According to the findings of the 2010 U.S. Census, one-quarter of all lesbian and gay couples throughout the United States are raising children. The Williams Institute of UCLA is releasing summaries for each state, showing the percentage of lesbian and gay couples with children who live there. Data has thus far been released for Hawaii, Alabama, Wyoming, Delaware, Kansas, Pennsylvania, California and New York. This is the first time the census has counted lesbian and gay couples and their children, providing a more accurate picture of gay parents and their families.
The census findings bring a new perspective to the movement towards marriage equality. Data from Hawaii and Alabama clearly discredits the claim by marriage equality opponents that marriage for straight couples is primarily about starting a family. In both states, 42% of straight couples – less than half – are raising children. In New York, where a marriage equality bill is pending in the Senate, the numbers have particular relevance. An estimated 14,000 children in New York are being raised by lesbian and gay couples. Stuart Gaffney, a spokesperson for Marriage Equality USA, commented on the census, saying, “This is the first time it accurately reflects families that have always been there. It’s something we find out when they are lobbying in legislatures like Albany right now and reps say they don’t have someone in their district who it matters to.”
Lesbian and gay couples who are raising children while being denied the opportunity to marry can face unique challenges. State laws around adoption and surrogacy often create barriers for gay couples who are not married but hope to become parents. One partner in a couple may also be prevented from becoming a legal parent to their child, depending on whether local laws allow unmarried partners to jointly adopt.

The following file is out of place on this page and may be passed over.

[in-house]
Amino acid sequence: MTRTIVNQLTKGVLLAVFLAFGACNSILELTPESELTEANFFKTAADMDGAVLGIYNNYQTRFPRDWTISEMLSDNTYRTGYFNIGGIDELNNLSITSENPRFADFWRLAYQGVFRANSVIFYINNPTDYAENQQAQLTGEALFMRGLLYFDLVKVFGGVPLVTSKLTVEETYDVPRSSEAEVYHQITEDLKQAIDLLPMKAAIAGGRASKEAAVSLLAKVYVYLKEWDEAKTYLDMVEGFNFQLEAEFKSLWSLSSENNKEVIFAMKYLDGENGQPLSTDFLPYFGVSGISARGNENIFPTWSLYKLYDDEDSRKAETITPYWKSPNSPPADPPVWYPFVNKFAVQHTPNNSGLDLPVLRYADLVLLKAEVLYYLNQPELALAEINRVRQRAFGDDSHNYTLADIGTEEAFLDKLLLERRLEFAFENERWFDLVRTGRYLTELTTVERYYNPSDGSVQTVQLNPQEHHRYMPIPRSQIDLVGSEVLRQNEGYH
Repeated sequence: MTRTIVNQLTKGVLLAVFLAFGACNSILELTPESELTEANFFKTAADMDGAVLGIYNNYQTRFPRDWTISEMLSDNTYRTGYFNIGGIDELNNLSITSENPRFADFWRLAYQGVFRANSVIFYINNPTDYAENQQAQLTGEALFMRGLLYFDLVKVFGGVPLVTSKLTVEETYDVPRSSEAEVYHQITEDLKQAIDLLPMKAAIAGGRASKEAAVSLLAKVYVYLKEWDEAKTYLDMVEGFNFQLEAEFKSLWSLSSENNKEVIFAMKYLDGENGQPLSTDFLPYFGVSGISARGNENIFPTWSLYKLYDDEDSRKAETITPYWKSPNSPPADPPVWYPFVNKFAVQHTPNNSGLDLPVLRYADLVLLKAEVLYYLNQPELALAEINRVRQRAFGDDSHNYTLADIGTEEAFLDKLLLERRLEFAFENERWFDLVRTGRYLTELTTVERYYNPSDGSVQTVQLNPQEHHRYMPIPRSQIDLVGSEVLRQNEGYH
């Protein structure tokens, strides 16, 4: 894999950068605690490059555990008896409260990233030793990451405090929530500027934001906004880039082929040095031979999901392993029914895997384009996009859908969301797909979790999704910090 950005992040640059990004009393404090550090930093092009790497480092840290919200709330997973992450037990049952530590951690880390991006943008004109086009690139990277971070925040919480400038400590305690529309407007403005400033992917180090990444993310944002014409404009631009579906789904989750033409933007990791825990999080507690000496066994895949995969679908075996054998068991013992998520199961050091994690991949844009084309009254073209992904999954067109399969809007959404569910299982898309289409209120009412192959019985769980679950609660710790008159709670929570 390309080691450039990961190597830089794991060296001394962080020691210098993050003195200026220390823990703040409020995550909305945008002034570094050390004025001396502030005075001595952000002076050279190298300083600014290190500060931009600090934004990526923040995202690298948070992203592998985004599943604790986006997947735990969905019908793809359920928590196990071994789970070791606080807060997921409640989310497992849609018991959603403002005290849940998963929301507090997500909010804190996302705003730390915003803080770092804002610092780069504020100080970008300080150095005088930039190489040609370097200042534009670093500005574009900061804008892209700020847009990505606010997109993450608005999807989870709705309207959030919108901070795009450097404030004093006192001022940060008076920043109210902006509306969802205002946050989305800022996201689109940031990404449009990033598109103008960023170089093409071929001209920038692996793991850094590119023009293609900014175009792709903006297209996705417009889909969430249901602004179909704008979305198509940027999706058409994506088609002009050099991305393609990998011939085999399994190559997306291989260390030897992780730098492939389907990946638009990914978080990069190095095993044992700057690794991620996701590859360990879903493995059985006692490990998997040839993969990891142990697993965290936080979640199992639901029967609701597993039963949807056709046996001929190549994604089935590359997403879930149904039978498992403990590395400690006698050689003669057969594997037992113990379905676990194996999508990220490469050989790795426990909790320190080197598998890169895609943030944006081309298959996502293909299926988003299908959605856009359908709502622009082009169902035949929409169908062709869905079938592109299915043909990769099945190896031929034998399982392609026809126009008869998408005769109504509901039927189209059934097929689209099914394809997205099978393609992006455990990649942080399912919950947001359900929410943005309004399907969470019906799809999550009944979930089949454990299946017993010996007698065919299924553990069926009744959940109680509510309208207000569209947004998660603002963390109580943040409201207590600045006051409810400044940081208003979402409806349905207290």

Just as significant, without the ability to marry, families headed by lesbian and gay parents face emotional hardships as well. In an article recently published by the Huffington Post, Sarah Kate Ellis of New York wrote honestly about her concern for her family’s well-being without marriage equality, saying, “My children will come to realize the state and country they live in does not consider their moms as equal, and that, I fear, will damage their self-esteem. That they will, without their young minds even knowing it, feel less important. As they move through their daily lives they will subversively learn that they are second to the boys and girls in their classroom, at their swim club, and on their little league fields.”
Currently five states – Vermont, Iowa, Massachusetts, Connecticut and New Hampshire, as well as the District of Columbia – have enacted marriage equality. Without the protections afforded by marriage, lesbian and gay parents are vulnerable to a number of legal obstacles. This census data highlights the depth of their struggles. As Steven Gaffney asserts, “That’s why it’s so critical to show we are in every state, every county in the United States. There are constituents and they need to know we are here.” Speaking specifically in anticipation of the possible vote by the New York Senate, Sarah Kate Ellis remarked, “It is a mother's instinct to protect her children, and without the Marriage Equality Act, my children, and the thousands of children of gay and lesbian parents, will effectively be tossed into the deep end of the pool without life jackets. We need to validate and protect them.”